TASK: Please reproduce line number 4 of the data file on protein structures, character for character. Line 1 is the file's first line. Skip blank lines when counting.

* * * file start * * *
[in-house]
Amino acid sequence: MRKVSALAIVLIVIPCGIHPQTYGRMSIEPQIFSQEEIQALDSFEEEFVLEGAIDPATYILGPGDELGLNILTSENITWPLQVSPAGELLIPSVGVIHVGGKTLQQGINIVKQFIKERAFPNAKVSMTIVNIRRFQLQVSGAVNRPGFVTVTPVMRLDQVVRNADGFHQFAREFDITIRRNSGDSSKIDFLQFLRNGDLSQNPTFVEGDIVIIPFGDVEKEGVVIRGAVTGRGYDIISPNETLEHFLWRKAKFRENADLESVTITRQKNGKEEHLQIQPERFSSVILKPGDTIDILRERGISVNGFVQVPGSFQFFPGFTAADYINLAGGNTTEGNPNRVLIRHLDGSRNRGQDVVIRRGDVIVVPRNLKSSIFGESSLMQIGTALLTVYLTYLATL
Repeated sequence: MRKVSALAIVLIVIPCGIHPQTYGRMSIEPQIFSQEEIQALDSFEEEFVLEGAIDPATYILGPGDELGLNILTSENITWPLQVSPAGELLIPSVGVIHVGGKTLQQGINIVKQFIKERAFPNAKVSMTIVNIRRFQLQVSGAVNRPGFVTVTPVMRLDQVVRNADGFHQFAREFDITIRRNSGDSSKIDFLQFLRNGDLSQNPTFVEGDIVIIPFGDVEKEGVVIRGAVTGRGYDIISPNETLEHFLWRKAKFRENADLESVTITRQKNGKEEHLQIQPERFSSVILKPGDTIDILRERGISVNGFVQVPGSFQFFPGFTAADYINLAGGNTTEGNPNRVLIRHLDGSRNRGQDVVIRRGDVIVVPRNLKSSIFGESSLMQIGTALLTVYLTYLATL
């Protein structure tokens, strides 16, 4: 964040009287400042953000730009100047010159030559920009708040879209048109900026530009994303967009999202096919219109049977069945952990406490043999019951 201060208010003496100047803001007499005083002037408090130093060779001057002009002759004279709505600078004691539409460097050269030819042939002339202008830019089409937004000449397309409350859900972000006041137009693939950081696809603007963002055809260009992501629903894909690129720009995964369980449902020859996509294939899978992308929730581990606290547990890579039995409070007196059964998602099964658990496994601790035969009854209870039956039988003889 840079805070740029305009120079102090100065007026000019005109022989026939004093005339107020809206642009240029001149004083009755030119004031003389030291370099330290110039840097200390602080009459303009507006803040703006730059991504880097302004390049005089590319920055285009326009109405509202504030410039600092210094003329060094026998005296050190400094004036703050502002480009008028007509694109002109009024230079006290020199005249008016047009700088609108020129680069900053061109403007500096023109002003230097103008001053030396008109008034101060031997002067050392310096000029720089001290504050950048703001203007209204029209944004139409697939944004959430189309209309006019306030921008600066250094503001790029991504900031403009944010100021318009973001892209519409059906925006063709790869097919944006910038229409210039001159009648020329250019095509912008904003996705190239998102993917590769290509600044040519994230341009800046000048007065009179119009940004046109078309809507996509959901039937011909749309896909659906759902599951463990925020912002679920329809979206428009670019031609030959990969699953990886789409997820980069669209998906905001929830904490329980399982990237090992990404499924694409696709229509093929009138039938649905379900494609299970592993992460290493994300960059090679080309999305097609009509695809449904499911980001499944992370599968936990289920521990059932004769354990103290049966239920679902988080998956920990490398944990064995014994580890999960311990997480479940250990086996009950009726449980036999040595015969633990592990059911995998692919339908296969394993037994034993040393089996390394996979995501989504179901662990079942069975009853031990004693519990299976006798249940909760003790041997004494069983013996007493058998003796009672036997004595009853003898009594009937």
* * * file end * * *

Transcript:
């Protein structure tokens, strides 16, 4: 964040009287400042953000730009100047010159030559920009708040879209048109900026530009994303967009999202096919219109049977069945952990406490043999019951 201060208010003496100047803001007499005083002037408090130093060779001057002009002759004279709505600078004691539409460097050269030819042939002339202008830019089409937004000449397309409350859900972000006041137009693939950081696809603007963002055809260009992501629903894909690129720009995964369980449902020859996509294939899978992308929730581990606290547990890579039995409070007196059964998602099964658990496994601790035969009854209870039956039988003889 840079805070740029305009120079102090100065007026000019005109022989026939004093005339107020809206642009240029001149004083009755030119004031003389030291370099330290110039840097200390602080009459303009507006803040703006730059991504880097302004390049005089590319920055285009326009109405509202504030410039600092210094003329060094026998005296050190400094004036703050502002480009008028007509694109002109009024230079006290020199005249008016047009700088609108020129680069900053061109403007500096023109002003230097103008001053030396008109008034101060031997002067050392310096000029720089001290504050950048703001203007209204029209944004139409697939944004959430189309209309006019306030921008600066250094503001790029991504900031403009944010100021318009973001892209519409059906925006063709790869097919944006910038229409210039001159009648020329250019095509912008904003996705190239998102993917590769290509600044040519994230341009800046000048007065009179119009940004046109078309809507996509959901039937011909749309896909659906759902599951463990925020912002679920329809979206428009670019031609030959990969699953990886789409997820980069669209998906905001929830904490329980399982990237090992990404499924694409696709229509093929009138039938649905379900494609299970592993992460290493994300960059090679080309999305097609009509695809449904499911980001499944992370599968936990289920521990059932004769354990103290049966239920679902988080998956920990490398944990064995014994580890999960311990997480479940250990086996009950009726449980036999040595015969633990592990059911995998692919339908296969394993037994034993040393089996390394996979995501989504179901662990079942069975009853031990004693519990299976006798249940909760003790041997004494069983013996007493058998003796009672036997004595009853003898009594009937």